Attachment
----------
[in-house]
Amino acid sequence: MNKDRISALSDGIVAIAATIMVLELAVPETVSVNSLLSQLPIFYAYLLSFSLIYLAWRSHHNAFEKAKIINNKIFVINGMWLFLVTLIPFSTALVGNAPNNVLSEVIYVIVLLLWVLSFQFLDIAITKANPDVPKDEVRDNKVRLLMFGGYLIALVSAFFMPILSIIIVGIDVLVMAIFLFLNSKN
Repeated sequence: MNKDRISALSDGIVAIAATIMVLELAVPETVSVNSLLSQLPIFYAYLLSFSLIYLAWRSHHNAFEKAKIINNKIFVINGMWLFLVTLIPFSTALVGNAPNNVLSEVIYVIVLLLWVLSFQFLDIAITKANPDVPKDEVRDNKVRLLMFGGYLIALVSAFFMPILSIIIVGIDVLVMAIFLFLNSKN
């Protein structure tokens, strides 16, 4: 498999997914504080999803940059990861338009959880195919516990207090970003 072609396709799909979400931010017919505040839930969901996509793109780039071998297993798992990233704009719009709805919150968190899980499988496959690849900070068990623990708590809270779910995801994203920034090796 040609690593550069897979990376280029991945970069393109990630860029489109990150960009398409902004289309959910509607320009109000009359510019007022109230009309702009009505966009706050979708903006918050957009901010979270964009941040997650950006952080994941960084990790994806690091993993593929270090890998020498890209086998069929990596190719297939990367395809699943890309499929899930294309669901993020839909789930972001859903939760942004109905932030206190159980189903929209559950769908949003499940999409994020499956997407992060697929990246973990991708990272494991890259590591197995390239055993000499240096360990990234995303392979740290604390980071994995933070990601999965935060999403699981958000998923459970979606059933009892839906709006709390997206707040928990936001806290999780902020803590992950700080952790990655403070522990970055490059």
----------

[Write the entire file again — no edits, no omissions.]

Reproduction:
[in-house]
Amino acid sequence: MNKDRISALSDGIVAIAATIMVLELAVPETVSVNSLLSQLPIFYAYLLSFSLIYLAWRSHHNAFEKAKIINNKIFVINGMWLFLVTLIPFSTALVGNAPNNVLSEVIYVIVLLLWVLSFQFLDIAITKANPDVPKDEVRDNKVRLLMFGGYLIALVSAFFMPILSIIIVGIDVLVMAIFLFLNSKN
Repeated sequence: MNKDRISALSDGIVAIAATIMVLELAVPETVSVNSLLSQLPIFYAYLLSFSLIYLAWRSHHNAFEKAKIINNKIFVINGMWLFLVTLIPFSTALVGNAPNNVLSEVIYVIVLLLWVLSFQFLDIAITKANPDVPKDEVRDNKVRLLMFGGYLIALVSAFFMPILSIIIVGIDVLVMAIFLFLNSKN
């Protein structure tokens, strides 16, 4: 498999997914504080999803940059990861338009959880195919516990207090970003 072609396709799909979400931010017919505040839930969901996509793109780039071998297993798992990233704009719009709805919150968190899980499988496959690849900070068990623990708590809270779910995801994203920034090796 040609690593550069897979990376280029991945970069393109990630860029489109990150960009398409902004289309959910509607320009109000009359510019007022109230009309702009009505966009706050979708903006918050957009901010979270964009941040997650950006952080994941960084990790994806690091993993593929270090890998020498890209086998069929990596190719297939990367395809699943890309499929899930294309669901993020839909789930972001859903939760942004109905932030206190159980189903929209559950769908949003499940999409994020499956997407992060697929990246973990991708990272494991890259590591197995390239055993000499240096360990990234995303392979740290604390980071994995933070990601999965935060999403699981958000998923459970979606059933009892839906709006709390997206707040928990936001806290999780902020803590992950700080952790990655403070522990970055490059």